INTRODUCING SECOND-YEAR STUDENTS TO CONCEPT-BASED PROJECTS FOR INCREASED SUCCESS IN THIRD-YEAR SPONSORED PROJECTS
DS 88: Proceedings of the 19th International Conference on Engineering and Product Design Education (E&PDE17), Building Community: Design Education for a Sustainable Future, Oslo, Norway, 7 & 8 September 2017
Editor: Berg, Arild; Bohemia, Erik; Buck, Lyndon; Gulden, Tore; Kovacevic, Ahmed; Pavel, Nenad
Author: Fry, Richard Eldon
Institution: Brigham Young University, United States of America
Section: Design Education Practice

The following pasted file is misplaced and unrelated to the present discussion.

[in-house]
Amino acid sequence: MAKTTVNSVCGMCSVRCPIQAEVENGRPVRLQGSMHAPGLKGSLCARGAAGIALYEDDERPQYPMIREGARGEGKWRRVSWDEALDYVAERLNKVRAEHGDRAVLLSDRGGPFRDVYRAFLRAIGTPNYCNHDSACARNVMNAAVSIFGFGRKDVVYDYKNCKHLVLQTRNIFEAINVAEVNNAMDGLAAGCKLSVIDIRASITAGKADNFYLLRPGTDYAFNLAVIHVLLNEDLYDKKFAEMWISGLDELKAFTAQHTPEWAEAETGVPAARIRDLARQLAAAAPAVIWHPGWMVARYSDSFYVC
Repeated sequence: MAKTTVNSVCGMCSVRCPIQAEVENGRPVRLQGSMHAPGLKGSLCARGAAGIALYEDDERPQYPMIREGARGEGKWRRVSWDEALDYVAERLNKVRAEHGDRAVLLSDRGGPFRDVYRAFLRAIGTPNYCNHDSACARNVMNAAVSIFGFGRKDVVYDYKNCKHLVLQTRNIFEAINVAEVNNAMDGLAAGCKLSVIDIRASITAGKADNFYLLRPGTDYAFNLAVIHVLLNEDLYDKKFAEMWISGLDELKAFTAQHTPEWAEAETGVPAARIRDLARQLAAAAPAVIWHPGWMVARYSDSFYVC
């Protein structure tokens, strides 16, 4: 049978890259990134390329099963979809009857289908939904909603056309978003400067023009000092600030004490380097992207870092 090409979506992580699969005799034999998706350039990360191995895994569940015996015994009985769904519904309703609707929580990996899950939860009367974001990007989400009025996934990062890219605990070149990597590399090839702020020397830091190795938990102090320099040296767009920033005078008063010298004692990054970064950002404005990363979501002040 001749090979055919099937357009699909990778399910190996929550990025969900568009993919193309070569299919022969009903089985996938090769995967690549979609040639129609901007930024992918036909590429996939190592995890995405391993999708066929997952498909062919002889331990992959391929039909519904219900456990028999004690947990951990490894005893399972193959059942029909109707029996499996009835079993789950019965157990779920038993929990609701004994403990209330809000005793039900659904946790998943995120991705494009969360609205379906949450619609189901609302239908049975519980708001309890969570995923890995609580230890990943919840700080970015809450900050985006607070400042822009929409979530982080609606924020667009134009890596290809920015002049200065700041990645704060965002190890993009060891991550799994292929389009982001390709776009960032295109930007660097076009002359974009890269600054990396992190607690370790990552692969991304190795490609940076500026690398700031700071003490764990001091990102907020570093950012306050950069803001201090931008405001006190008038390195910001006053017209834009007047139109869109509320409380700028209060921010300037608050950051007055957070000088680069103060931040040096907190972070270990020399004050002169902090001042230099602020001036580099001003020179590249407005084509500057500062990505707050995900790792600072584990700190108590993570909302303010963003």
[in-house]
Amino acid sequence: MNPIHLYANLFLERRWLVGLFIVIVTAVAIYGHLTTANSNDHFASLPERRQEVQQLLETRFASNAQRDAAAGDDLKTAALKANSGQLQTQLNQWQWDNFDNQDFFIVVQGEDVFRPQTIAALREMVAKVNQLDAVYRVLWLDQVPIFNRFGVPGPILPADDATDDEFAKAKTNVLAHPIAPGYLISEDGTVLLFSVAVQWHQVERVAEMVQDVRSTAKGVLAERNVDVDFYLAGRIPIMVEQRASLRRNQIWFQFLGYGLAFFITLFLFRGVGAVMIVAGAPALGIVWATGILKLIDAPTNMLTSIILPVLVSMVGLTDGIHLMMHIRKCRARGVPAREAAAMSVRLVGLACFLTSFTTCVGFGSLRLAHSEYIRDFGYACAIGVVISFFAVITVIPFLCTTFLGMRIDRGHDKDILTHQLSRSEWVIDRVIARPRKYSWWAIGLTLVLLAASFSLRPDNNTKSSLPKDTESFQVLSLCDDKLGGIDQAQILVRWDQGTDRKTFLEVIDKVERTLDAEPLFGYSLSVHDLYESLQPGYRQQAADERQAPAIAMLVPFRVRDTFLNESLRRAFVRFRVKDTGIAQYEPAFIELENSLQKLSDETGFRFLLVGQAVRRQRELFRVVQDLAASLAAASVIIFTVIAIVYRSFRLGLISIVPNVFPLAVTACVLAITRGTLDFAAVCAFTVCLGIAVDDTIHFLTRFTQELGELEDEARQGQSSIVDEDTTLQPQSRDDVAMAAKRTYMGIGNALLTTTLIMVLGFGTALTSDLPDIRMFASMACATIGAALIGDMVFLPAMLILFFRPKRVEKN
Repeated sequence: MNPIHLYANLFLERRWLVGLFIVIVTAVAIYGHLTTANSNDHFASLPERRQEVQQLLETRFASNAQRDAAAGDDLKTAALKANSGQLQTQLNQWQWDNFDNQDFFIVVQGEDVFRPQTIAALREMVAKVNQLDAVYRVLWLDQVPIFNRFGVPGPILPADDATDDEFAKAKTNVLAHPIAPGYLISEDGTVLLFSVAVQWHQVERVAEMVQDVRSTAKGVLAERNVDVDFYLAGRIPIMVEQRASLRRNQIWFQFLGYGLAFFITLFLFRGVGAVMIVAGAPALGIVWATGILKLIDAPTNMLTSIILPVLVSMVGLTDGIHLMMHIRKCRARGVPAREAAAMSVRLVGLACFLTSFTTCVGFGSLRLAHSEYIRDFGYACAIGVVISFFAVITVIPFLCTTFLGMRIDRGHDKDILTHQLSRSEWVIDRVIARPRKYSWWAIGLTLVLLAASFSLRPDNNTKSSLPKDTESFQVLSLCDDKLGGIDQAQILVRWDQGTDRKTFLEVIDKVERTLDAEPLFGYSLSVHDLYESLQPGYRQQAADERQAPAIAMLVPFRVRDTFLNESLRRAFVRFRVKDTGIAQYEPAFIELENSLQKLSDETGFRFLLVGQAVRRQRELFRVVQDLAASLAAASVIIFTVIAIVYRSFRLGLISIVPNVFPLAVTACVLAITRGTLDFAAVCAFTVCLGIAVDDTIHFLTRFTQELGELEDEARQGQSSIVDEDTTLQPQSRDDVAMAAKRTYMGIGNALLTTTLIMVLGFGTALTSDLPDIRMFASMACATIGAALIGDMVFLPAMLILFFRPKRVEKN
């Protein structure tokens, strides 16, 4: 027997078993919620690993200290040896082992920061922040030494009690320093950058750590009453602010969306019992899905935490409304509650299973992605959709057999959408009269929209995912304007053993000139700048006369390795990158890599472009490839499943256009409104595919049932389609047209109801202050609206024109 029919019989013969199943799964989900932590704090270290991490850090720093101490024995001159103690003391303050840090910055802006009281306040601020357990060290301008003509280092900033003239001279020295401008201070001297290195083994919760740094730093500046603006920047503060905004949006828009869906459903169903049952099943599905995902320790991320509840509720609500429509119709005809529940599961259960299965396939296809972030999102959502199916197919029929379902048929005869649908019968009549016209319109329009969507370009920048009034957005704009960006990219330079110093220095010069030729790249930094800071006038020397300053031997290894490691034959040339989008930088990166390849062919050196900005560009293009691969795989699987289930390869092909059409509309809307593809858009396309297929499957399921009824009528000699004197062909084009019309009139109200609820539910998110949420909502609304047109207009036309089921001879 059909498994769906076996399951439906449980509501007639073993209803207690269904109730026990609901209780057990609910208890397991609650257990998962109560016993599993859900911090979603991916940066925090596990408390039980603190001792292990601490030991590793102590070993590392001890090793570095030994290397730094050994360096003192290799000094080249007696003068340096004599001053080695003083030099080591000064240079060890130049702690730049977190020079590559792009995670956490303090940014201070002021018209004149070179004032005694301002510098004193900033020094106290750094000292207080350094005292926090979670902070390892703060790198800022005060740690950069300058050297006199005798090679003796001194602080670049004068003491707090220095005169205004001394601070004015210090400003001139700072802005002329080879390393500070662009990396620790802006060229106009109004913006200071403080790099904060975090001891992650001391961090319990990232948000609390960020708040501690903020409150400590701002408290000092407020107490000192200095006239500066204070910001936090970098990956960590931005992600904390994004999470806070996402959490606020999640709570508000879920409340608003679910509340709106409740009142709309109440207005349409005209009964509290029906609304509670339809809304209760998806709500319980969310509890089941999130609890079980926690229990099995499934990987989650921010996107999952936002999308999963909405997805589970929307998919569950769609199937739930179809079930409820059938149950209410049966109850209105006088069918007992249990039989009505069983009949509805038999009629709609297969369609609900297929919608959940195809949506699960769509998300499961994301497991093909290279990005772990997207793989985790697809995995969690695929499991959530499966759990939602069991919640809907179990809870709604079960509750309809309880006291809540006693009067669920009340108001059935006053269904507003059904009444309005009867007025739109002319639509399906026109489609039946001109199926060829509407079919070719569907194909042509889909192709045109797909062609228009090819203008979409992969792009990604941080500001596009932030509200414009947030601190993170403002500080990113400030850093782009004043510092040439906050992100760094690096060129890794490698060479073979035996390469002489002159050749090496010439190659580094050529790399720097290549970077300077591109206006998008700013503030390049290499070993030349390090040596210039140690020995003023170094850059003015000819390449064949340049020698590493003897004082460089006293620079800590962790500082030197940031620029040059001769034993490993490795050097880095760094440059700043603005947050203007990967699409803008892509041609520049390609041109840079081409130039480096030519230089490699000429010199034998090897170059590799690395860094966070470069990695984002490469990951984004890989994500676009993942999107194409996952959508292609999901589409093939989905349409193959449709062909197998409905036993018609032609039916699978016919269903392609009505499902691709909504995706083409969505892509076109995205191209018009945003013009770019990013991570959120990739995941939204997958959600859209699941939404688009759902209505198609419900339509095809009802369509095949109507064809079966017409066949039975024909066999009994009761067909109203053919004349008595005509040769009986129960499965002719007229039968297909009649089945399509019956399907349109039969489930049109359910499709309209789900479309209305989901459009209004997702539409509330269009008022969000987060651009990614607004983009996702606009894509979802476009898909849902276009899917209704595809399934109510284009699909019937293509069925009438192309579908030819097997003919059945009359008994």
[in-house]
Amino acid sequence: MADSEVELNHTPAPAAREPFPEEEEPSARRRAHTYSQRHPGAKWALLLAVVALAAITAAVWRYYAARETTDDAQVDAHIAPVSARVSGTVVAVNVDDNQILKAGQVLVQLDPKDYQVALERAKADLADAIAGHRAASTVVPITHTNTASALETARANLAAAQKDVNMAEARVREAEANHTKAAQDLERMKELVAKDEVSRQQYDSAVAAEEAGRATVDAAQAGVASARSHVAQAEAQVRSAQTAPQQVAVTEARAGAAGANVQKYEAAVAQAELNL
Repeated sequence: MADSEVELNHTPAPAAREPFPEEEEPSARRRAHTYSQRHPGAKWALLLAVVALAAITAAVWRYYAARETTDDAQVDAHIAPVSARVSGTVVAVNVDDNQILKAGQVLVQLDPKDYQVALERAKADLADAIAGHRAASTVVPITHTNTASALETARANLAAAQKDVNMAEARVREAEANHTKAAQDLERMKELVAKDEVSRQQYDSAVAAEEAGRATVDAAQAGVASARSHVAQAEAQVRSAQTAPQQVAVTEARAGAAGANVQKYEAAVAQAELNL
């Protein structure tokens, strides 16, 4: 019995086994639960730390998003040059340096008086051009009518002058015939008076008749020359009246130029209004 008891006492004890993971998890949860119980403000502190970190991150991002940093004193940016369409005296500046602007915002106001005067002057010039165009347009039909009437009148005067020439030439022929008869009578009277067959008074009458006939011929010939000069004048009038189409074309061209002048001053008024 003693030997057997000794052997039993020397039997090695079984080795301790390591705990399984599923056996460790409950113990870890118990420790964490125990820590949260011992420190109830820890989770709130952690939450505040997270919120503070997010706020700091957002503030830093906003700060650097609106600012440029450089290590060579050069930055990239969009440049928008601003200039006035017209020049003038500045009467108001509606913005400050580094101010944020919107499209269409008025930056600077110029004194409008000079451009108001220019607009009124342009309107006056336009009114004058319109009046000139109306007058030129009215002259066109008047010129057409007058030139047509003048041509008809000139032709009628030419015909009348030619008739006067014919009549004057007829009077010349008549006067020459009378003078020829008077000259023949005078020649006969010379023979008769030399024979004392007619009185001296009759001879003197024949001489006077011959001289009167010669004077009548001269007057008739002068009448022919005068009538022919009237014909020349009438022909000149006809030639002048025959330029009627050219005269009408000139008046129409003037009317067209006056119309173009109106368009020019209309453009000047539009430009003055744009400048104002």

To increase the performance and decrease the stress of students in a third-year externally sponsored project experience, second-year industrial design students are introduced to a critical performance skill for the third year experience - clarifying a broad conceptual topic and making it usable for an effective design exploration. The educational goal is for students to gain confidence in their ability to gather insights through interviews, observations, and participatory experiences; simplify this data down to a handful of experience drivers; and use these drivers to create a framework that provides new insight for the more mature design exploration required in the third-year studios. The introduction of this skill earlier than immediately necessary brings tradeoffs. Disconnected from an actual sponsored project, the importance of the skill is not completely evident to the second-year students. However, in course evaluations, students comment that introducing the skill and practicing it earlier than required, helps their initial third-year product studio performance and decrease stress. This paper reports on the introductory project, the simplified process of taking observations and building a driver-based framework, and highlights some of the difficulties and successes in working with students toward this goal.